New Technology Needs New Leaders: 5 Powerful Women Sound Off on Digital Transformation

Today, the need for organizations to embrace change and proactively manage transformation has never been higher. With the acceleration of change, digital competition, and increasing customer expectations, it’s more important than ever to leverage emerging technologies from AI and Machine Learning to intelligent automation and Process Mining. “New tools need new rules. To establish these rules, you need strong leadership that ultimately leads this change,” says Hala Zeine, CPO of Celonis who kicked off last week’s panel, Women in Digital Process Transformation with leaders from Qualcomm, Ingram Micro, Inc., and Ascend Performance Materials.


Successful leaders know not just how to use the right solutions, but how to build upward mobility, gain a seat at the table, measure success, and perfect the customer journey. Though women make up more than half of the world’s population, they account for just 17% of the technology workforce and only 5% of enterprise technology leadership. Last week, five influential women leaders came together virtually for a deep dive discussion on how to navigate the professional landscape and champion change.

Celonis Panel

Though their backgrounds and day-to-day vary widely, the group uncovered common themes on how to advocate change from being resilient and learning from failure to finding allies and leading with purpose. Here’s what they said:

Humanize change

Tipping the scale and propelling lasting change starts with the human aspect. Change is multi-dimensional and requires both intellectual and emotional buy-in to be successful. While technology and tools provide the intellectual proof points for change - we also need to humanize change to make it sustainable. Here’s how:

  • Be resilient There are several human aspects of work and digital transformation we can bring together to be successful. “Change is hard and will not make you popular all the time, so you must have resilience,” says Jessica Hill Johnson, Senior Director of Finance at Qualcomm. As a leader, it’s imperative to not take things personally: “you’ve got to recover, learn, and move on,” she says.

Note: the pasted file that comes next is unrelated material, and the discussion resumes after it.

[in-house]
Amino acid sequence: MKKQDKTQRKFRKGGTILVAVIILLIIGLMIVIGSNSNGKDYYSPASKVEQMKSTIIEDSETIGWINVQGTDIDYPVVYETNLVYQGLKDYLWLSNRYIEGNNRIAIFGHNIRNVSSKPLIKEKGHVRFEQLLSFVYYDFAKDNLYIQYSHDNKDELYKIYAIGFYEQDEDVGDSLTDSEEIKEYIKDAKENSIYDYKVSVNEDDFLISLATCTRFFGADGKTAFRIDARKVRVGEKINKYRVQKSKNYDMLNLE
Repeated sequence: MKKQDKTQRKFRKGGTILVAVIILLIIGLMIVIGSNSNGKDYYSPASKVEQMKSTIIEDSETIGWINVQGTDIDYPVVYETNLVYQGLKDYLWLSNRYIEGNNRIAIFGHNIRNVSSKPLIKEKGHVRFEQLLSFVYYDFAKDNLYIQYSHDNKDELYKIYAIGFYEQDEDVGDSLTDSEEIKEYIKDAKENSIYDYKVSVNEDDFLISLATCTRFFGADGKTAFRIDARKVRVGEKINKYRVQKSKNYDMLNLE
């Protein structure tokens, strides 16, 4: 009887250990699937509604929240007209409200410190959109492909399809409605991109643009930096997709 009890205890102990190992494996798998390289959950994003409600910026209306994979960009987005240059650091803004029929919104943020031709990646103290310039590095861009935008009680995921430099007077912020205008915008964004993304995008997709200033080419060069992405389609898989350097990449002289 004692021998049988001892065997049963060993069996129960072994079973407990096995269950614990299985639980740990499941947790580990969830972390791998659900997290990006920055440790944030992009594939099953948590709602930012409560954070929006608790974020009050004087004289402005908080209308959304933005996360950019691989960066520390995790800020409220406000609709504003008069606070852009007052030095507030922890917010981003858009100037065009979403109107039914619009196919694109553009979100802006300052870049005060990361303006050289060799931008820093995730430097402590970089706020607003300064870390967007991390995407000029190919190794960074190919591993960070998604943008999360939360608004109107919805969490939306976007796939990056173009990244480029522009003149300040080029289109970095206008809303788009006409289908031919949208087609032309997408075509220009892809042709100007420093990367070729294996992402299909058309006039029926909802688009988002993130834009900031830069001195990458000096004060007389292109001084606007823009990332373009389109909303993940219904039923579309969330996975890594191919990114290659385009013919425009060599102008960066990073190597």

• Create a safe environment People like certainty. The assumption is that change creates instability and risk, so to prepare for this, we must create a safe environment. “You have to create psychological safety and reduce that emotional labor of transformation,” says Sheri Hinish, SupplyChainQueen®, Executive Advisor, and Change Leader. This starts with your team and expands to all stakeholders who will be impacted. By engaging and empowering others, they will be more receptive to giving feedback - up, down, and across.

  • Find your allies To successfully navigate change within an organization, there is no better time to create allies. By talking to your people, “you find out who are your change agents, who are with you, and who are the detractors,” says Debbie Keehn, SVP and Chief Supply Chain Officer at Ascend Performance Materials. Zeine was careful to point out allies are not necessarily friends but those who have a shared interest, so “recognize your circle of influence and control.”

  • Obsess with the “why" When it comes to your stakeholders, “managing the real feelings tied to the change can be critical especially with old school thinkers,” says Hinish. “Active listening - seeking to understand and addressing those gaps” is essential to success. “I like those people resistant to change. They tell me everything I should watch out for in the most aggressive way,” Zeine says. She recounts a time early in her career when she changed a manual process: instead of calling up customers in German, writing out their details, and faxing a paper form to another department, she built a fillable online form they could submit, and she would efax. When a more senior stakeholder resisted this, she realized, “He felt less important. He was no longer involved in the process.” So Zeine made a point to mail him a print out - until he agreed using new tools was better and faster. She didn’t ignore his resistance, but made time to understand it.